In an airplane with conventional instruments (the so-called steam gauges), the instructor covers the attitude indicator with a suction cup, business card, or sticky note.

Like many pilots, however, I’ve updated my instrument panel. It now features a Garmin G500 electronic display that replaces six traditional primary flight instruments (airspeed indicator, attitude indicator, altimeter, vertical speed indicator, heading indicator, and turn coordinator). I have a backup attitude indicator, ASI and altimeter in the self-contained Mid-Continent SAM.


Now, avionics manufacturers and the FAA have advised against pulling circuit breakers to simulate failures of electronic displays the behind-the-scenes gizmos that drive them (e.g., attitude-heading reference systems). Plastering expensive displays—especially touch-screens–with sticky notes isn’t a good idea. So, how to simulate the failure of the PFD (the left side of the G500)—or, indeed the entire GDU 620, the two-panel display that shows the flight instruments and a map?

For more information about using CBs to simulate failures, see Garmin’s G1O00 Guide for Designated Pilot Examiners and Certified Flight Instructors. That document notes in part:

Cessna does not recommend pulling circuit breakers as a means of simulating failures on the Garmin G1000. Pulling circuit breakers—or using them as switches—has the potential to weaken the circuit breaker to a point at which it may not perform its intended function. Using circuit breakers as switches is also discouraged in Advisory Circulars 120-80, 23-17B, and 43.13-1B. Additionally, a circuit breaker may be powering other equipment (such as avionics cooling fans) that could affect the safe operation of other equipment.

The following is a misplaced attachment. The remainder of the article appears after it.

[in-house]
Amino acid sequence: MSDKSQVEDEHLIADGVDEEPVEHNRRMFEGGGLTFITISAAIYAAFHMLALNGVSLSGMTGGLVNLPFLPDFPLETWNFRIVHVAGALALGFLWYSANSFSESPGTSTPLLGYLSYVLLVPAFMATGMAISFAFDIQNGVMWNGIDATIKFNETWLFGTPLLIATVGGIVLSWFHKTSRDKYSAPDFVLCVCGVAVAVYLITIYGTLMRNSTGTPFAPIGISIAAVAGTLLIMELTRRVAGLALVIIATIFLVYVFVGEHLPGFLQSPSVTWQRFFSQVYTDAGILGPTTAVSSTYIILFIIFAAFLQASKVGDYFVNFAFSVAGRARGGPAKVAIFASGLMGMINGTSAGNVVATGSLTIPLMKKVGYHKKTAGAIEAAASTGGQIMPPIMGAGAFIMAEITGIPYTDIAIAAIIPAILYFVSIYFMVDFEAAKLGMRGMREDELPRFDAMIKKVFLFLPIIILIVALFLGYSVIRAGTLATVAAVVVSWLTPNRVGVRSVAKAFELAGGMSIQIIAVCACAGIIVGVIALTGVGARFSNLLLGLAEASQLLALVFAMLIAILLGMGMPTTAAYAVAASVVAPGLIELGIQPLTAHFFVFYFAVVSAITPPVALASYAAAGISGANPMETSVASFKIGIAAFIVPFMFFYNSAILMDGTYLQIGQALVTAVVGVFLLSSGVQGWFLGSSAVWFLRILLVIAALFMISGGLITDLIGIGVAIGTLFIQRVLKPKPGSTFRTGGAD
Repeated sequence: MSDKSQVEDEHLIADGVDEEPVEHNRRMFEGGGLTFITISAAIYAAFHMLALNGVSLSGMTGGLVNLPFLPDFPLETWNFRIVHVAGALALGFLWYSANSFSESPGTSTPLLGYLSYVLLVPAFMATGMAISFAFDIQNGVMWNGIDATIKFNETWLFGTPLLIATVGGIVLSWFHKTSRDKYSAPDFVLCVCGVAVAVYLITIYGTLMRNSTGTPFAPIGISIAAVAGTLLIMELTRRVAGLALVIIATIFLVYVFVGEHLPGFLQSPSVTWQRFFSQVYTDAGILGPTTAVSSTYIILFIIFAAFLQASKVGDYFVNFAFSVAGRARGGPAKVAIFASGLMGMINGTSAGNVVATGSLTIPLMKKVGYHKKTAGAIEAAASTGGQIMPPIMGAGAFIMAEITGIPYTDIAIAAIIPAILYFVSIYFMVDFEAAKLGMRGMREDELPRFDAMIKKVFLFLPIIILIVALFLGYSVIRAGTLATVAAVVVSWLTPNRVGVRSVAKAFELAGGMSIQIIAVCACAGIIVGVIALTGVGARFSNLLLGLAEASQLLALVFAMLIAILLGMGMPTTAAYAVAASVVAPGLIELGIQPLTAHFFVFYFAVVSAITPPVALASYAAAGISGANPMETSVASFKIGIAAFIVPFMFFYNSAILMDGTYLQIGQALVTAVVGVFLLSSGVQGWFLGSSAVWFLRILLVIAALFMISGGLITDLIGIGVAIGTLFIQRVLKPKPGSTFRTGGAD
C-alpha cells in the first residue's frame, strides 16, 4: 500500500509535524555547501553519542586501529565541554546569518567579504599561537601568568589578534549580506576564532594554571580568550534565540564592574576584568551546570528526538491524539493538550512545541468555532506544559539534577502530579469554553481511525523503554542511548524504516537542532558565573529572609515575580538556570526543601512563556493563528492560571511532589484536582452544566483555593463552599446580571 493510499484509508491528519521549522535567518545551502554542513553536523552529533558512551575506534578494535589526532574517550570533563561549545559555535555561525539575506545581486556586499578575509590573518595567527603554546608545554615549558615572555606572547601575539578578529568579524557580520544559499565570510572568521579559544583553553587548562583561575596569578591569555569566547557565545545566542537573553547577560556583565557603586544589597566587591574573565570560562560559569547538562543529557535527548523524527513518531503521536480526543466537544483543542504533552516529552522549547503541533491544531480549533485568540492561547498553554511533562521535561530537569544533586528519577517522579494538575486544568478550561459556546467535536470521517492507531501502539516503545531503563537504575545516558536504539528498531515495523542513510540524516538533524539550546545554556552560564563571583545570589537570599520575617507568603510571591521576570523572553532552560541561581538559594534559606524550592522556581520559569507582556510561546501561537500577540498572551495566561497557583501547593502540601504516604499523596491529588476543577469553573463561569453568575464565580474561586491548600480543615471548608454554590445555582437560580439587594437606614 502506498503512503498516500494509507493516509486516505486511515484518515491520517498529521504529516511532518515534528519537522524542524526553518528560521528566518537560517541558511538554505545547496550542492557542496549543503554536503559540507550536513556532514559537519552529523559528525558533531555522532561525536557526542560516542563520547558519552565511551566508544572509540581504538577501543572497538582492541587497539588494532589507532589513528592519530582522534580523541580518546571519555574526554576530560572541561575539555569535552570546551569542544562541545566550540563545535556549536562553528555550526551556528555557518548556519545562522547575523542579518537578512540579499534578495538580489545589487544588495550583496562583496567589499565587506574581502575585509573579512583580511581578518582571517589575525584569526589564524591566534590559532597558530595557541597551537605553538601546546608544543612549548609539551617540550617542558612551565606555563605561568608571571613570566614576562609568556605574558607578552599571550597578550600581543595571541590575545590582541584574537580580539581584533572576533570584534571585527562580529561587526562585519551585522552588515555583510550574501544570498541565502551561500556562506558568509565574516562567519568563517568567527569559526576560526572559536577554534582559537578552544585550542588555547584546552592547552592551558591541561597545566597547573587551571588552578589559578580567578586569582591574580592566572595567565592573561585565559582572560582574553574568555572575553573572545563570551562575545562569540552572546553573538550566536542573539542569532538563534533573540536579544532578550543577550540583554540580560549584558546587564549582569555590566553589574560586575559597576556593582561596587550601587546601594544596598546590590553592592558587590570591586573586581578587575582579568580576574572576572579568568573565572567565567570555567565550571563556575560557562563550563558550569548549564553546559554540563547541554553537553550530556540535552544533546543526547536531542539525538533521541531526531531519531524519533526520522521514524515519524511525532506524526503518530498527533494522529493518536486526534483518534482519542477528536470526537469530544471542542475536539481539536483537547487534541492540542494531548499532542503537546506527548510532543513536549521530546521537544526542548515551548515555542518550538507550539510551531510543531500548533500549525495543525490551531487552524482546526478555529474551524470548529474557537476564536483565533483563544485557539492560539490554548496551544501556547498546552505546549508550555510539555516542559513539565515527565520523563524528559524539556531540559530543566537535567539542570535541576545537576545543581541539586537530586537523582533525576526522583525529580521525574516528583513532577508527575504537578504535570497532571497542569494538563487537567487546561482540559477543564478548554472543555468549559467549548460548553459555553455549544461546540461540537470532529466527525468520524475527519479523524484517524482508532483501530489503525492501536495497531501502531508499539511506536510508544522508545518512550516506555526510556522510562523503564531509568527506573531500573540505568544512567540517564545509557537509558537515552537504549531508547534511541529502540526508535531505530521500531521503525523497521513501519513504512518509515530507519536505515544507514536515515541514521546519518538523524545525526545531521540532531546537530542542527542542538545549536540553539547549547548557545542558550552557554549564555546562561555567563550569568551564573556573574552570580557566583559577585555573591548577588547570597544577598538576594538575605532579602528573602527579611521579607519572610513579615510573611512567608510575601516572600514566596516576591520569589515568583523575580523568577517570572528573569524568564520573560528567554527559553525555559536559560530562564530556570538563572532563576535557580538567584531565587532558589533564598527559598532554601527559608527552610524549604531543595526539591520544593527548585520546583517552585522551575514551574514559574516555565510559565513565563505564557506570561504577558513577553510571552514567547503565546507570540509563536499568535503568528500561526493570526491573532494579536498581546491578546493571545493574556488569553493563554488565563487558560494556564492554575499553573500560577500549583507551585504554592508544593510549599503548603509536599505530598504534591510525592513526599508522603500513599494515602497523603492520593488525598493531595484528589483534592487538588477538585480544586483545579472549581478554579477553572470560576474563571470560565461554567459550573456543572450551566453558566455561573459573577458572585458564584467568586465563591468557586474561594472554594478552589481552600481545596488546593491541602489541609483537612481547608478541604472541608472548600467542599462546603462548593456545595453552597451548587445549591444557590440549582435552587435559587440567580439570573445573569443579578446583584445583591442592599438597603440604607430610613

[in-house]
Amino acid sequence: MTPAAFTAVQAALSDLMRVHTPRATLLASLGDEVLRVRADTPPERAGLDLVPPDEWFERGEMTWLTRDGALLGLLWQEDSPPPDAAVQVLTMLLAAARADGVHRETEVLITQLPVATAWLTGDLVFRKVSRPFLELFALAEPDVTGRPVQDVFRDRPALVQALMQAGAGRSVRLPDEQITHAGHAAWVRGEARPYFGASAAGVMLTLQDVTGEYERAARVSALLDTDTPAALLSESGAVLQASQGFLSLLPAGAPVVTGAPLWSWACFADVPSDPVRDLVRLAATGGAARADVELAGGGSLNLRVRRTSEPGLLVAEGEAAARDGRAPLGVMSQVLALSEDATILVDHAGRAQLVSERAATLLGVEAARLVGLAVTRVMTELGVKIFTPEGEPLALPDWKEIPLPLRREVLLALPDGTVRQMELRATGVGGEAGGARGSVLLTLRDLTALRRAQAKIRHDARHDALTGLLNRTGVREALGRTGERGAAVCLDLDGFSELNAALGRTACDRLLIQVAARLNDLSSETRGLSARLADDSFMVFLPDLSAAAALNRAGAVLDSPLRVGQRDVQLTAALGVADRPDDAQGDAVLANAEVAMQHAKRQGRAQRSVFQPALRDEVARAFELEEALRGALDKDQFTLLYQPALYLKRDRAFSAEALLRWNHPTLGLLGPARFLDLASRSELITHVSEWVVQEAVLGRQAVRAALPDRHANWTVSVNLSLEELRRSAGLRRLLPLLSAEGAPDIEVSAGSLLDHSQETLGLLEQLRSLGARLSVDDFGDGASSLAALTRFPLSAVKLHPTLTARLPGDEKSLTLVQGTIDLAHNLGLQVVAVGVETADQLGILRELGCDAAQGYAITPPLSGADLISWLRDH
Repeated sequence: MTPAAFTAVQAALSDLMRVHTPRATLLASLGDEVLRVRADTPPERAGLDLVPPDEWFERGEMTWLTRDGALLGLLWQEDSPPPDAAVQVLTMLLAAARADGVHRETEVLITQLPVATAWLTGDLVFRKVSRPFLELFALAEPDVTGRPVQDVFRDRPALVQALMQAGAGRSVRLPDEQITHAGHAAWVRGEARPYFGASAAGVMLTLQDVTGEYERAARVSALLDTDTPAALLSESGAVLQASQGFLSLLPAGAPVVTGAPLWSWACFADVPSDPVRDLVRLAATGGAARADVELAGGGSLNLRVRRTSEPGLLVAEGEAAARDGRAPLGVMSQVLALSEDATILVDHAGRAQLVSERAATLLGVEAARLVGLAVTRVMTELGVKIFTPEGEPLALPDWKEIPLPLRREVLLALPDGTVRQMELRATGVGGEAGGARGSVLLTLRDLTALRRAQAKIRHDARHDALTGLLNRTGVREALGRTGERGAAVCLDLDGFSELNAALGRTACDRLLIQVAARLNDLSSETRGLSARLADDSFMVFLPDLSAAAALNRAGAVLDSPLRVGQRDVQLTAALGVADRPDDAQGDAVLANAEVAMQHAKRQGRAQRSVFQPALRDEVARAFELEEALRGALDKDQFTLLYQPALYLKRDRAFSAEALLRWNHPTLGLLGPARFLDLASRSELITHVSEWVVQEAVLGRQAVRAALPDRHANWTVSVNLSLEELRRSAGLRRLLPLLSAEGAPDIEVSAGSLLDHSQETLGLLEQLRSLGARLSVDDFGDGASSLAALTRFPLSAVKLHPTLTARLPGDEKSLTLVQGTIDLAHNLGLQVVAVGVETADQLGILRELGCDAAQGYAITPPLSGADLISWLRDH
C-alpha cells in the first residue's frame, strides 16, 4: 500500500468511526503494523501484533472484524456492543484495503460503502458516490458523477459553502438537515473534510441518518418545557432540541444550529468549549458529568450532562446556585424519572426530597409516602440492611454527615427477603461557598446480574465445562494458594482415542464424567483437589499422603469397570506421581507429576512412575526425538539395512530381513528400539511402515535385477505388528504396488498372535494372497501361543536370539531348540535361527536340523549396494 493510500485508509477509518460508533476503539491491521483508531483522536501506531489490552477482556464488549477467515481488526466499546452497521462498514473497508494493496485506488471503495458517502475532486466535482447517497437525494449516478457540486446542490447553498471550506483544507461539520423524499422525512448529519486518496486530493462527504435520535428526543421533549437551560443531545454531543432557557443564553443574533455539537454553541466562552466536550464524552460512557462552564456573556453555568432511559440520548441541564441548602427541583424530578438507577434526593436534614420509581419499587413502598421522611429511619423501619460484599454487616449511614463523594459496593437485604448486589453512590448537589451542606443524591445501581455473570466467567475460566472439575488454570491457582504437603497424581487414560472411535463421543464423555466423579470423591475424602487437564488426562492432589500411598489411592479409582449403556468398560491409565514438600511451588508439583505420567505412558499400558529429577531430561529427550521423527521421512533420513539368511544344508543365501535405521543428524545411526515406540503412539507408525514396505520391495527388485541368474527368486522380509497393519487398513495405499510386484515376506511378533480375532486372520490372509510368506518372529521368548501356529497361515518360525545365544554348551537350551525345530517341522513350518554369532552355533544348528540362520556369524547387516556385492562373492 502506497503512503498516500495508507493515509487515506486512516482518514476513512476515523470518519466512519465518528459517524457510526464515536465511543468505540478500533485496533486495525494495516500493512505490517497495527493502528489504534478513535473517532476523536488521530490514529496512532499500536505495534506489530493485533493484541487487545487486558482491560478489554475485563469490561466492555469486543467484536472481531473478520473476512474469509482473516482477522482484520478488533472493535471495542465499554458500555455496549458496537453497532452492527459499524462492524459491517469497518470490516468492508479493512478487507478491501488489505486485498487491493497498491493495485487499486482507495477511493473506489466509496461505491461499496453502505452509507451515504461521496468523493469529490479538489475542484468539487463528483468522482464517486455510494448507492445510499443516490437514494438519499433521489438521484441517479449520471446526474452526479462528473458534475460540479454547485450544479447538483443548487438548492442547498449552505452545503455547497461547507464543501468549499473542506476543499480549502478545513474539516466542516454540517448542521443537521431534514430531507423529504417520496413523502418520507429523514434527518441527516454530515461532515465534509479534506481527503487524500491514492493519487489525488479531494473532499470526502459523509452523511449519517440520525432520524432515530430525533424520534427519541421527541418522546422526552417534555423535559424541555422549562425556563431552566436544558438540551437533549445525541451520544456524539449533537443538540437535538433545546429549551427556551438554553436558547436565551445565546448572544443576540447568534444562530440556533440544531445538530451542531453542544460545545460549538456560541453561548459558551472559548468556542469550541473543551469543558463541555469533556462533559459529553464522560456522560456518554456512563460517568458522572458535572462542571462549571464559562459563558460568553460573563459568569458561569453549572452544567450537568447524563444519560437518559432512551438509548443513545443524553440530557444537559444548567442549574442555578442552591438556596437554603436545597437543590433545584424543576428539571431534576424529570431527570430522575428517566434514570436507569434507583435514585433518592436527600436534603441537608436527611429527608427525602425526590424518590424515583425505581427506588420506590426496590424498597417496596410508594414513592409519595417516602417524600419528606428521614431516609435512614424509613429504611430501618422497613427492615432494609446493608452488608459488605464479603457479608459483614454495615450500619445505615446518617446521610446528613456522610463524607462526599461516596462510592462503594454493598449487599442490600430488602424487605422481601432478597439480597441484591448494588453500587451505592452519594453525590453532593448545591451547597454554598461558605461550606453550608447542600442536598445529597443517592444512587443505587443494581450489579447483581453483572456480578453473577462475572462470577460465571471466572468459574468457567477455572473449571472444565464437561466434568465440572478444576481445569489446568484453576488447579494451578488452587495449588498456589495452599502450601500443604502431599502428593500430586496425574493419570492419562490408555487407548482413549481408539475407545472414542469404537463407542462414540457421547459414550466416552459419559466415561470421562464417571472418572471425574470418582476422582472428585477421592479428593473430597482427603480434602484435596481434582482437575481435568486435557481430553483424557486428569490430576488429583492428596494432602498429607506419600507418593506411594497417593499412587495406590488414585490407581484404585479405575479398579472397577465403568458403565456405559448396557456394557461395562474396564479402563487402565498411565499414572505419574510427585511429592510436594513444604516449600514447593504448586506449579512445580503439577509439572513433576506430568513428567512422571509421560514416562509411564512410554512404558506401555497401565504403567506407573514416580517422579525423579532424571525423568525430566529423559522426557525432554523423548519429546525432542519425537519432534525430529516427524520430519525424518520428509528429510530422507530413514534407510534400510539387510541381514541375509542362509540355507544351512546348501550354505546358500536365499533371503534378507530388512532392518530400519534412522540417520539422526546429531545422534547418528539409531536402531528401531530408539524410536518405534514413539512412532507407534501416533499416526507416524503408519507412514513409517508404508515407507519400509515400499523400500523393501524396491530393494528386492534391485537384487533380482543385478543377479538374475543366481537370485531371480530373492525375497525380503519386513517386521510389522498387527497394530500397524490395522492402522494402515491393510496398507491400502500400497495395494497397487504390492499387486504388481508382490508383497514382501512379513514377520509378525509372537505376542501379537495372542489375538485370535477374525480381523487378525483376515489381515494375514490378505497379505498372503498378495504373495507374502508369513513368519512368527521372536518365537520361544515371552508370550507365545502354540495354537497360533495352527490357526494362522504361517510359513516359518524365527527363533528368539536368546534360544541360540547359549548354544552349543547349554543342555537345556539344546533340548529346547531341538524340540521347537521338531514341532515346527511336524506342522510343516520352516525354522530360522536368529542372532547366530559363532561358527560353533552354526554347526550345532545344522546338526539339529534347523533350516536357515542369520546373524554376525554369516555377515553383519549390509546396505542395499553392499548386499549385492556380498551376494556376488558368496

For the map side, it’s easy—select a page that shows, say, A/FD information or one of the AUX pages. They’re useless as references during an approach.

After much deep thought, I came up with the following solution for the PFD side: A piece of cardboard taped above the display. Here’s the item lying in wait in the holder that I use for my iPad.


And here it is in place, covering most of the PFD.


Inelegant to be sure. I’ll trim it to size next time. But it’s simple, non-destructive, cheap, and easy to put in place and remove. In a aircraft used primarily for training, I’d consider a strip of Velcro above the PFD.

If you wanted to “fail” just the attitude indicator and leave the ASI, altimeter, VSI, HI, CDI, bearing pointers, and other information visible, you could trim the cardboard so that it covers only the AI portion of the PFD.

Today, however, I wanted to simulate a complete failure of the GDU 620 to see how well I could fly an approach using the SAM and the navigation information on the GTN750 and the chart on my iPad. Per the PTS, I was flying a non-precision approach, so I didn’t need a glideslope indicator.

To set up descents on each segment of the approach, I applied the Pitch+Power+Configuration=Performance equation, knowing that at a specified power setting and pitch in a given configuration (flaps and landing gear positions), I would descend at approximately 600 fpm at a stable airspeed. Tracking the courses was a bit more difficult than when using the HSI, but this was a simulated emergency, so I used all available sources, including the depiction of my airplane on the GTN750 moving map and the approach chart displayed (via ForeFlight) on my iPad. By making small, coordinated turns based on the SAM, I never wandered more than about a dot off the centerline of any segment of the approach. The graphical information made meeting altitude restrictions easier. And the trend vectors that show how your current track relates to the required course were also a big help in making smooth, small heading changes.

I plan to use this high-tech failure simulator in the future when I practice flying instrument procedures (in VMC, of course) to maintain my proficiency. Note that this device would also work well in ATDs and FTDs that feature glass cockpits.